By Shaun Boyd

DENVER (CBS4)– A free breakfast program at Colorado’s poorest schools could be scaled back. The lawmaker behind the program says it’s the only way to save it.

“In my four years I’ve never worked on an issue that I felt more fulfilled on then Breakfast after the Bell. I love this program so much I’m committed to its financial success,” says Rep. Dominick Moreno, a Democrat representing Commerce City.

CBS4's Shaun Boyd interviews Rep. Dominick Moreno (credit: CBS)

CBS4’s Shaun Boyd interviews Rep. Dominick Moreno (credit: CBS)

The school breakfast program is his hallmark achievement and a bill born out of personal experience.

“I was one of those kids who qualified for free and reduced meals and I know how difficult it is for kids to confront the stigma of qualifying for subsidized meals.”

He carried the legislation two years ago to give every kid access to free breakfast at schools where at least 70 percent of the student body is below the poverty line.

The idea was if every kid received free breakfast then the kids that can’t afford it don’t stand out.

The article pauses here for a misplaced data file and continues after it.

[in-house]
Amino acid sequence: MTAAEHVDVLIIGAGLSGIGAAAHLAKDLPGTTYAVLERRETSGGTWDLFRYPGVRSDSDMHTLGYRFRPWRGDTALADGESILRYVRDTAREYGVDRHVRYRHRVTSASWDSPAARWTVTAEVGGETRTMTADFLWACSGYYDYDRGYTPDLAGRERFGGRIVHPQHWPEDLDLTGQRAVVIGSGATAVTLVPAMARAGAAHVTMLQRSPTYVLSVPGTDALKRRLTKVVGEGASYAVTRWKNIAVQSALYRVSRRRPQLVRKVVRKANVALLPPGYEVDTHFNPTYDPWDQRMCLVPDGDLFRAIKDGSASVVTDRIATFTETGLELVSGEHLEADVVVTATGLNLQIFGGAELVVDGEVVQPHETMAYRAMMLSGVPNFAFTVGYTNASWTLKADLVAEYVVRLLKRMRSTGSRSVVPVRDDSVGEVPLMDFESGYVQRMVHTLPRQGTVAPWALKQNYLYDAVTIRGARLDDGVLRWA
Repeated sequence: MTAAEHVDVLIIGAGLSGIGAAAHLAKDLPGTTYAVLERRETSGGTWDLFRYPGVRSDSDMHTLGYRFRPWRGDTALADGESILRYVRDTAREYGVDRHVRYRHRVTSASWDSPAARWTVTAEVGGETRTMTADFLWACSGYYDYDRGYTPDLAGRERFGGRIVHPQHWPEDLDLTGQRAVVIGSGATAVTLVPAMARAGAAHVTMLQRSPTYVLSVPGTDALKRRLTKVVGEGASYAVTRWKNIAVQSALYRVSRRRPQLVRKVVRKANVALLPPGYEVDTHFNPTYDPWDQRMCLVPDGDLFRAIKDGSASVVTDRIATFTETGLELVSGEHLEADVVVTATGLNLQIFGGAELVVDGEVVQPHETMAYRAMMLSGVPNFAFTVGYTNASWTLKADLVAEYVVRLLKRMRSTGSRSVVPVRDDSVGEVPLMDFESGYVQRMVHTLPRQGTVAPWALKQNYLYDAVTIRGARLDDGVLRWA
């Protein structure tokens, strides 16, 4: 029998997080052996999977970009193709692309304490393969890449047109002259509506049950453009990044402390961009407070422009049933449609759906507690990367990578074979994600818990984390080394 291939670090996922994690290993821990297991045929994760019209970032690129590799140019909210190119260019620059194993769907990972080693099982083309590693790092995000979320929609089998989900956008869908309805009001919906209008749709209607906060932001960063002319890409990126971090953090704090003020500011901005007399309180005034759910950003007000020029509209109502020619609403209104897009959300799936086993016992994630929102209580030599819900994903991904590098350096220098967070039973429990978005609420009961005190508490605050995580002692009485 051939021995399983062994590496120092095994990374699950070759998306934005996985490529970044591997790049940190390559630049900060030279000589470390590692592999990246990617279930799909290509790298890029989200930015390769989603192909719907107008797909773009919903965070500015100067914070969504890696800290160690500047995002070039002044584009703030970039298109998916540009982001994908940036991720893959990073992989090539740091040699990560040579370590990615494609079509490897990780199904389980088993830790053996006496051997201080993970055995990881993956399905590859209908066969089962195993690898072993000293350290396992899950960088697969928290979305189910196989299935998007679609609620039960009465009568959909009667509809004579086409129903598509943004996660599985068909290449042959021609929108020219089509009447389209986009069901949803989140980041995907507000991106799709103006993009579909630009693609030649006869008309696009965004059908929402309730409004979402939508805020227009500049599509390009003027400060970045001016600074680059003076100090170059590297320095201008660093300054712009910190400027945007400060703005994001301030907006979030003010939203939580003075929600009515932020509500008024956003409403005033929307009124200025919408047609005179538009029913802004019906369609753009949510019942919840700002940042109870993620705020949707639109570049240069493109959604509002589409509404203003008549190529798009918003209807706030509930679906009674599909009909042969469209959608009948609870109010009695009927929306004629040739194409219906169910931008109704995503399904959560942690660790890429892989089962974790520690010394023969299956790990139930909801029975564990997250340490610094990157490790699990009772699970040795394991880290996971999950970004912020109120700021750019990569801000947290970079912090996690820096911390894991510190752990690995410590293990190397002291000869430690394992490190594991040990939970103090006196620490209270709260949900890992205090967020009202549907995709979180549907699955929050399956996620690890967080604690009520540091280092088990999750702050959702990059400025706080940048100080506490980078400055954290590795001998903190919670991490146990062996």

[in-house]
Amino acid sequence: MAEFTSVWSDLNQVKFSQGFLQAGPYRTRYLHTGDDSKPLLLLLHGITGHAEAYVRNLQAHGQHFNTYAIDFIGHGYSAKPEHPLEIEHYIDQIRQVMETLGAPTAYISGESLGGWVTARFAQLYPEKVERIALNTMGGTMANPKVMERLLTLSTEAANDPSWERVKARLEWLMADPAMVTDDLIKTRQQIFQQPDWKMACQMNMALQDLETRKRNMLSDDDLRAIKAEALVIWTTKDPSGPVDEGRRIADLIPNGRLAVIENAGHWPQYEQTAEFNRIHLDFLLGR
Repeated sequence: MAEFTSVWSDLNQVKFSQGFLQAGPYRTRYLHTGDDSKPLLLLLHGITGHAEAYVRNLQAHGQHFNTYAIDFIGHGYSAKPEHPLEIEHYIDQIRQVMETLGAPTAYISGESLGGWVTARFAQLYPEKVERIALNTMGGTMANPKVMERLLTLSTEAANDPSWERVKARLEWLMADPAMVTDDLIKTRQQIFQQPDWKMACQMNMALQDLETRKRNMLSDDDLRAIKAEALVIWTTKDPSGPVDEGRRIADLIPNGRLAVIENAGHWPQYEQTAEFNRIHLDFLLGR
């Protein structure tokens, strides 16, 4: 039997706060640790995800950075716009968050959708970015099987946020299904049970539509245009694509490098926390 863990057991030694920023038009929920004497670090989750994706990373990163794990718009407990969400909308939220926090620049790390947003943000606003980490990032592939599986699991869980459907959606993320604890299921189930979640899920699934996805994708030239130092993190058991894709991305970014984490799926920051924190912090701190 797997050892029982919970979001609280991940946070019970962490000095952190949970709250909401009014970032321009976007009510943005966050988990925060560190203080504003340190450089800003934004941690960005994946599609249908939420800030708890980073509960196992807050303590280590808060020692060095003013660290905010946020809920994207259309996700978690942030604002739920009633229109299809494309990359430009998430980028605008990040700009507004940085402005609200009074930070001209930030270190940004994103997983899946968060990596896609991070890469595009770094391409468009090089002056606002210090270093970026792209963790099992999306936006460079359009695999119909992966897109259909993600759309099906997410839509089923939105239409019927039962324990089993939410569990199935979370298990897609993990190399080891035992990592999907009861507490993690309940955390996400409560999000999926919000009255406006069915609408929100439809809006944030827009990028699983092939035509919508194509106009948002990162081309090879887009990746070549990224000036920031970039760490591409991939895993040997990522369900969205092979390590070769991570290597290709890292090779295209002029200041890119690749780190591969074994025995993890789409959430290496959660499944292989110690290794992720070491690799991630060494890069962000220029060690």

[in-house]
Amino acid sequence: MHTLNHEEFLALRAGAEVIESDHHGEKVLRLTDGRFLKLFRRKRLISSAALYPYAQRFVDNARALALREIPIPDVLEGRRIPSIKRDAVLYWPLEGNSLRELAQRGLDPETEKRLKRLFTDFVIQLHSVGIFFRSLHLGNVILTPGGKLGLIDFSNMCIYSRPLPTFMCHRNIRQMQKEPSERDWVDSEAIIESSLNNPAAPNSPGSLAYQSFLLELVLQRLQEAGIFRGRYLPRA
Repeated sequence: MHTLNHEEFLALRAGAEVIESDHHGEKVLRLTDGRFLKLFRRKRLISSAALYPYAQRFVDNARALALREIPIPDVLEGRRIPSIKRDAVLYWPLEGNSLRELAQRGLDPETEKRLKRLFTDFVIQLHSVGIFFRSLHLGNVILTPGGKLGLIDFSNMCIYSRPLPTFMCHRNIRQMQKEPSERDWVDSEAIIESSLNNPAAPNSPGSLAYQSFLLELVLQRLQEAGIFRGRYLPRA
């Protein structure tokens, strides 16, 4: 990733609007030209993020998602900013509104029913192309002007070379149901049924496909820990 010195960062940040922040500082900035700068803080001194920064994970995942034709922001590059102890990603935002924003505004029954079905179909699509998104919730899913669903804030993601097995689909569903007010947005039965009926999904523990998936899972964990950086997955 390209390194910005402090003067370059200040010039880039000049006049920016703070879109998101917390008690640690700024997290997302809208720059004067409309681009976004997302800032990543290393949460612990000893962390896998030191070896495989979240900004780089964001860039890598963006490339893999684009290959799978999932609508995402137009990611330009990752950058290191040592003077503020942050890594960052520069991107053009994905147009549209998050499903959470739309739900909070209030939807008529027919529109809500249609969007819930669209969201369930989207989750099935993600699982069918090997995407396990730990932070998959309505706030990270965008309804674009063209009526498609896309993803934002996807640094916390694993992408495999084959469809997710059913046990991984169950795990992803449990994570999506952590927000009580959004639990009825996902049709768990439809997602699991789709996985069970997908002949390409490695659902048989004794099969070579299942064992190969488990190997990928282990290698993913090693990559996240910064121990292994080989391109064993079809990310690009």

But, the program has created a financial strain for some schools, says Moreno, “Because such a large number of kids who don’t qualify for free and reduced meals are taking advantage of the breakfasts.”

school breakfast

(Photo by Justin Sullivan/Getty Images)

He’s now introduced a new bill giving schools the option of charging those kids that don’t qualify for subsidized meals.

Juan Evangelista’s first grader is one of them. The family income is just above the poverty line.

“It’s heartbreaking almost to tell a kid do you want to eat breakfast or lunch today because we can only afford maybe one,” said Evangelista.

Opponents delivered empty plates to lawmakers that are symbolic of kids they say will go hungry if the bill passes – kids who may not qualify for help but can’t afford to pay either.

“Some folks who can afford it probably should but you know those folks are probably not sending their kids to where 70 percent of the student body has free and reduced lunch,” says Ricardo Martinez with Padres y Jovenes Unidos.

Moreno says the goal is to save the program long term, “The last thing I would ever try to do is take away meals from kids. That’s not what this bill does.”

(credit: CBS)

(credit: CBS)

Opponents worry kids who can’t afford to pay will be given different meals, causing embarrassment.

But, the bill bars schools from treating kids who can and can’t pay differently. It has the votes to pass both chambers.

Shaun Boyd is CBS4’s political specialist. She’s a veteran reporter with more than 25 years of experience. Follow her on Twitter @cbs4shaun.


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